Tufts Institute for Innovation has great expectations for tackling some of the world’s formidable public health problems
Four research teams at Tufts have set out to solve some daunting public health problems caused by bacteria, viruses and other microbes that inhabit our bodies and the environment. The goal is to develop new vaccines, quicker ways of detecting disease and other discoveries that will improve people’s lives.
The research will be done under the auspices of a new university-wide venture, the Tufts Institute for Innovation (TII), which will launch officially on Aug. 28 in new laboratories on the Boston campus.
With seed funding from TII, the research teams will seek to develop a surveillance system for detecting waterborne infectious disease; vaccines to stop the spread of Lyme disease and another infection, Clostridium difficile, which kills nearly 30,000 people in the United States alone each year; and a test to diagnose tuberculosis within minutes. The projects address TII’s inaugural research theme, “Microbes: Improving the Environment and the Human Condition.”
What distinguishes TII from similar research centers, says Tufts President Anthony P. Monaco, is that “from the outset, findings in the laboratory will be tightly and deliberately coupled with strategies for implementing them to achieve significant impact in specific populations and communities around the world.
“TII is a university-wide commitment to science for social good,” he says.
To ensure that discoveries get to those who need them most, each TII research team will seek to recruit other Tufts faculty who can help surmount the political, cultural, regulatory, infrastructure and economic barriers that can hinder even the most successful scientific breakthroughs from having significance beyond the laboratory.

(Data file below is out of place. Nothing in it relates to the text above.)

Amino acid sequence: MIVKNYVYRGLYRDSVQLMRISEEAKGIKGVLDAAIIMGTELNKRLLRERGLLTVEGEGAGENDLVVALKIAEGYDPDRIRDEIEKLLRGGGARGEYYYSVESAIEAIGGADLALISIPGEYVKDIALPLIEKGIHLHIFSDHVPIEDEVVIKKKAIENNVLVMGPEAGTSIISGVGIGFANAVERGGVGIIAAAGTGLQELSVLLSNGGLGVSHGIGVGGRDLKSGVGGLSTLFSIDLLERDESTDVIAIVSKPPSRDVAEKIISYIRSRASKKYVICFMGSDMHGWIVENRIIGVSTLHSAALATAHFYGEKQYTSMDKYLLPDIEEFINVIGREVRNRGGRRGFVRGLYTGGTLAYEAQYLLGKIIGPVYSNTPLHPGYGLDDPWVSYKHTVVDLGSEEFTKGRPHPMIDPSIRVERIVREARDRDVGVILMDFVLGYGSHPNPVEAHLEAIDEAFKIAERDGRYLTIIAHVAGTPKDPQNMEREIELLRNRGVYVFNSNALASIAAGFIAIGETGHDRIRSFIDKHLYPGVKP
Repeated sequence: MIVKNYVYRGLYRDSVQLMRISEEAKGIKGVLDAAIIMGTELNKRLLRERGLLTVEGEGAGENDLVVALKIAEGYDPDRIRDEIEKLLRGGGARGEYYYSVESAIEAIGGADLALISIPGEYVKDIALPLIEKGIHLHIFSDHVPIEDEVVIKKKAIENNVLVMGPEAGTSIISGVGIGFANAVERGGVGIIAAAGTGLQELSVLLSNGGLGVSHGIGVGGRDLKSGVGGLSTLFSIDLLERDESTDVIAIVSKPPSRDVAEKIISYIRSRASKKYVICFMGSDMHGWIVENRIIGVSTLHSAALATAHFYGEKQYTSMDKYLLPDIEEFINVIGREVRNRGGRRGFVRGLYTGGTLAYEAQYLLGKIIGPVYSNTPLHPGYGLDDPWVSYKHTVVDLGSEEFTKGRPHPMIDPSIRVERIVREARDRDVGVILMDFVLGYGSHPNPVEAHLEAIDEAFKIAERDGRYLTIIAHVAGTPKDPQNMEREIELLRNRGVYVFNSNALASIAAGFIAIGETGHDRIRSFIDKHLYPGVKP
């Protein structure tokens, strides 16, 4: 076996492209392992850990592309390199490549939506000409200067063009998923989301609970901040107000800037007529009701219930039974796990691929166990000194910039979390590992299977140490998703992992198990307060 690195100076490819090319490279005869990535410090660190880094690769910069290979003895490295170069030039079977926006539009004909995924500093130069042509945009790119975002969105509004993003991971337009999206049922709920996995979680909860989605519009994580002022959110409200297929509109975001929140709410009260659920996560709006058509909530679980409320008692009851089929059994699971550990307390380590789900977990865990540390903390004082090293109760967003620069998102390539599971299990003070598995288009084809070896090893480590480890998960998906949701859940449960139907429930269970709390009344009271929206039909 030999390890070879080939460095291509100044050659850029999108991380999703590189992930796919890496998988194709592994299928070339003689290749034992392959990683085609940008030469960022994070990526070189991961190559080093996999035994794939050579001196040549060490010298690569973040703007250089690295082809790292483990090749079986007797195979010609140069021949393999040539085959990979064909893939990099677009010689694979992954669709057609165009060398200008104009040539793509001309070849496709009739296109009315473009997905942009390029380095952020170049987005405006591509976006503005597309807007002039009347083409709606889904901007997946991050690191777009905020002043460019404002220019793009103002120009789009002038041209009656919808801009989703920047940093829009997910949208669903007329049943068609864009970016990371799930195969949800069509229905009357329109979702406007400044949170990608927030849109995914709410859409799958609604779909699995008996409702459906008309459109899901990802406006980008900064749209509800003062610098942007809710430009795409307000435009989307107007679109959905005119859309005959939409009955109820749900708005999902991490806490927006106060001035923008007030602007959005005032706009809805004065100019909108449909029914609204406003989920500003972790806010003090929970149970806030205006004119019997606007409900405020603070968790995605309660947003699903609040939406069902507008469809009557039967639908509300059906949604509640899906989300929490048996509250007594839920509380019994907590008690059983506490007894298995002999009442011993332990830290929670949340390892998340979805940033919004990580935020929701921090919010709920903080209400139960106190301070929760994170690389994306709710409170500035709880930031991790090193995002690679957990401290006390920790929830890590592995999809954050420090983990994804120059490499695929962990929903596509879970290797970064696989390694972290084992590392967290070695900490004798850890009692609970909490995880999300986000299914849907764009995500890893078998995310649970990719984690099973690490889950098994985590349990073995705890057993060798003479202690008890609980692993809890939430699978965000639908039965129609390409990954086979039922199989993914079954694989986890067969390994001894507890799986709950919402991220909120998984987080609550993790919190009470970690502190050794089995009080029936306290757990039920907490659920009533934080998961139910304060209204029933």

“When you have an outcome that really addresses a problem, you realize it’s not just about the science or the technology,” says David R. Walt, a University Professor and TII’s founding director. “It’s about actually understanding the problem and getting the right people in the room who have experience in those areas. They can help you at the very beginning craft the work in a way that is poised for success.”
The institute is a major initiative of the university’s strategic plan, Tufts: the Next 10 Years (T10), which was adopted in 2013. “TII is an important new component of our research and scholarship portfolio at Tufts,” says Provost David Harris.
“With our expertise in human and animal models of disease, international business and policy, engineering, the environment, the humanities and humanitarian issues, and geopolitical contexts and challenges, Tufts is uniquely positioned to produce discoveries that improve the human condition,” Monaco says. Both undergraduate and graduate students also will be involved in the work of TII, he says.
To support the start-up of TII, Monaco has allocated funds that were bequeathed to the university; he intends to make the institute a priority in Tufts’ next capital campaign.
How TII Works
The institute is governed by two committees: an Executive Committee that includes seven faculty members from across the university, Vice Provost for Research Diane Souvaine and Walt, and a Steering Committee of 25 faculty members representing each of the schools.